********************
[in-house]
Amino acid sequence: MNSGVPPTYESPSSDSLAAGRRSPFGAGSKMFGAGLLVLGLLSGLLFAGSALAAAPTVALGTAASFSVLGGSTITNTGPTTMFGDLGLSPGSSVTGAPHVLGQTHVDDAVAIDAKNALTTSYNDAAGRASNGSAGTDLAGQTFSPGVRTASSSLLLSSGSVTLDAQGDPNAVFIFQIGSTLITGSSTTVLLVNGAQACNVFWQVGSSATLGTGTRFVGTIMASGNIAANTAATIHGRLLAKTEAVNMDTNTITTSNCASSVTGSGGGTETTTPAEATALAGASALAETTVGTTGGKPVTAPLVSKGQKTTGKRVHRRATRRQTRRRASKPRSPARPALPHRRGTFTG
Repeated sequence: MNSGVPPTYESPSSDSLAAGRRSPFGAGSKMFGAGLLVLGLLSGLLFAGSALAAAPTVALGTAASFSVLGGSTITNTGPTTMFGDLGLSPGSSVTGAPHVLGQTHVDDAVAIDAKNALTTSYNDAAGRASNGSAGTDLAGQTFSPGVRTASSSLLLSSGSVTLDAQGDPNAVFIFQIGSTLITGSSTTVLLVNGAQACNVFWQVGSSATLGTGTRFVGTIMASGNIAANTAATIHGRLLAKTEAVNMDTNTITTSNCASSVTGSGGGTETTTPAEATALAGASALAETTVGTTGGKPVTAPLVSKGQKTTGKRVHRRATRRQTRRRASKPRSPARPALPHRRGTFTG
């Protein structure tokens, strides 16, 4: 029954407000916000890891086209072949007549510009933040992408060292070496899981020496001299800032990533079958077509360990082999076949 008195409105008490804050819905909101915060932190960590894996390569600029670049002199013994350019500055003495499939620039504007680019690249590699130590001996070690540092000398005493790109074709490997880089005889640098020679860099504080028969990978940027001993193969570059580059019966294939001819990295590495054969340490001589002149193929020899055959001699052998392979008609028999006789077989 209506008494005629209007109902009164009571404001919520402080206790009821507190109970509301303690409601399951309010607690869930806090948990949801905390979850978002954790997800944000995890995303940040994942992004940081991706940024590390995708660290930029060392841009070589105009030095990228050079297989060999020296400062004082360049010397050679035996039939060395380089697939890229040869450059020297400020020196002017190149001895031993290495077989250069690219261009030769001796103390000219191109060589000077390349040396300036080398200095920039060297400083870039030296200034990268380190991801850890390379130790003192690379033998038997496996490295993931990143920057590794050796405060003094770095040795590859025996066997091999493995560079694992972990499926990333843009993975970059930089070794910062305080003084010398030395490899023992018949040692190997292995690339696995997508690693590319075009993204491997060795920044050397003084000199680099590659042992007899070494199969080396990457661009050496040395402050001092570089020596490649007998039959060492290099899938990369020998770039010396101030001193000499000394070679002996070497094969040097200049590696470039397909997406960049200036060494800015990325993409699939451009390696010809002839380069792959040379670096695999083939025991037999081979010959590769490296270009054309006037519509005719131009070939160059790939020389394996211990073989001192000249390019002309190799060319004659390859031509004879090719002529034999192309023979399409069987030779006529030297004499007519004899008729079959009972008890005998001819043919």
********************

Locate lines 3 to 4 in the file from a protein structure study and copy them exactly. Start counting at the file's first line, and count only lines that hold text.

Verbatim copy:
Repeated sequence: MNSGVPPTYESPSSDSLAAGRRSPFGAGSKMFGAGLLVLGLLSGLLFAGSALAAAPTVALGTAASFSVLGGSTITNTGPTTMFGDLGLSPGSSVTGAPHVLGQTHVDDAVAIDAKNALTTSYNDAAGRASNGSAGTDLAGQTFSPGVRTASSSLLLSSGSVTLDAQGDPNAVFIFQIGSTLITGSSTTVLLVNGAQACNVFWQVGSSATLGTGTRFVGTIMASGNIAANTAATIHGRLLAKTEAVNMDTNTITTSNCASSVTGSGGGTETTTPAEATALAGASALAETTVGTTGGKPVTAPLVSKGQKTTGKRVHRRATRRQTRRRASKPRSPARPALPHRRGTFTG
């Protein structure tokens, strides 16, 4: 029954407000916000890891086209072949007549510009933040992408060292070496899981020496001299800032990533079958077509360990082999076949 008195409105008490804050819905909101915060932190960590894996390569600029670049002199013994350019500055003495499939620039504007680019690249590699130590001996070690540092000398005493790109074709490997880089005889640098020679860099504080028969990978940027001993193969570059580059019966294939001819990295590495054969340490001589002149193929020899055959001699052998392979008609028999006789077989 209506008494005629209007109902009164009571404001919520402080206790009821507190109970509301303690409601399951309010607690869930806090948990949801905390979850978002954790997800944000995890995303940040994942992004940081991706940024590390995708660290930029060392841009070589105009030095990228050079297989060999020296400062004082360049010397050679035996039939060395380089697939890229040869450059020297400020020196002017190149001895031993290495077989250069690219261009030769001796103390000219191109060589000077390349040396300036080398200095920039060297400083870039030296200034990268380190991801850890390379130790003192690379033998038997496996490295993931990143920057590794050796405060003094770095040795590859025996066997091999493995560079694992972990499926990333843009993975970059930089070794910062305080003084010398030395490899023992018949040692190997292995690339696995997508690693590319075009993204491997060795920044050397003084000199680099590659042992007899070494199969080396990457661009050496040395402050001092570089020596490649007998039959060492290099899938990369020998770039010396101030001193000499000394070679002996070497094969040097200049590696470039397909997406960049200036060494800015990325993409699939451009390696010809002839380069792959040379670096695999083939025991037999081979010959590769490296270009054309006037519509005719131009070939160059790939020389394996211990073989001192000249390019002309190799060319004659390859031509004879090719002529034999192309023979399409069987030779006529030297004499007519004899008729079959009972008890005998001819043919």